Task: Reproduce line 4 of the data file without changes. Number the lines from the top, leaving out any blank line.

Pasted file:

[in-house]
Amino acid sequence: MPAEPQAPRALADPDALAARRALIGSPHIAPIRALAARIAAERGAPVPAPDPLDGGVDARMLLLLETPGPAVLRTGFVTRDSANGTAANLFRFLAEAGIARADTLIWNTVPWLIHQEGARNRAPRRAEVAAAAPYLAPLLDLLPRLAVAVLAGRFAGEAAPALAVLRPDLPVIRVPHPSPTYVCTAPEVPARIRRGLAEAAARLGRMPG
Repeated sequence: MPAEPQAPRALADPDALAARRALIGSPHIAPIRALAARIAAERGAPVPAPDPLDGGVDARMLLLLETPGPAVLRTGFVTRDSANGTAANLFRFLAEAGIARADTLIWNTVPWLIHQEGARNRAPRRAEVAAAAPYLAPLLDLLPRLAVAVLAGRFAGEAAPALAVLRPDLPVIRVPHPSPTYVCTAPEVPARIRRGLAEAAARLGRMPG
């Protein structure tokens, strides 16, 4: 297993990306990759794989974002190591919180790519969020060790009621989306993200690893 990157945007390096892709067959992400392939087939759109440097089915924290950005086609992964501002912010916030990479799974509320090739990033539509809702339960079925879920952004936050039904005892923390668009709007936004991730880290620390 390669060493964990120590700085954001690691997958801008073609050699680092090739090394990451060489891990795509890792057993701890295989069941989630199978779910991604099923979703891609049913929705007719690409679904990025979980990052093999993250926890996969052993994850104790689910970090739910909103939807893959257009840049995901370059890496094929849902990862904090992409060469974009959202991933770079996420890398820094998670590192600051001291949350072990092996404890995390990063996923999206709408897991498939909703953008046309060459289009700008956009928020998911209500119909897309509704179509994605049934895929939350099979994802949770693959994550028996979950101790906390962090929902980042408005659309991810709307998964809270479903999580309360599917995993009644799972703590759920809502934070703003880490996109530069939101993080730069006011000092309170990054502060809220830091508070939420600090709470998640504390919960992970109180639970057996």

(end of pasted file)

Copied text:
């Protein structure tokens, strides 16, 4: 297993990306990759794989974002190591919180790519969020060790009621989306993200690893 990157945007390096892709067959992400392939087939759109440097089915924290950005086609992964501002912010916030990479799974509320090739990033539509809702339960079925879920952004936050039904005892923390668009709007936004991730880290620390 390669060493964990120590700085954001690691997958801008073609050699680092090739090394990451060489891990795509890792057993701890295989069941989630199978779910991604099923979703891609049913929705007719690409679904990025979980990052093999993250926890996969052993994850104790689910970090739910909103939807893959257009840049995901370059890496094929849902990862904090992409060469974009959202991933770079996420890398820094998670590192600051001291949350072990092996404890995390990063996923999206709408897991498939909703953008046309060459289009700008956009928020998911209500119909897309509704179509994605049934895929939350099979994802949770693959994550028996979950101790906390962090929902980042408005659309991810709307998964809270479903999580309360599917995993009644799972703590759920809502934070703003880490996109530069939101993080730069006011000092309170990054502060809220830091508070939420600090709470998640504390919960992970109180639970057996």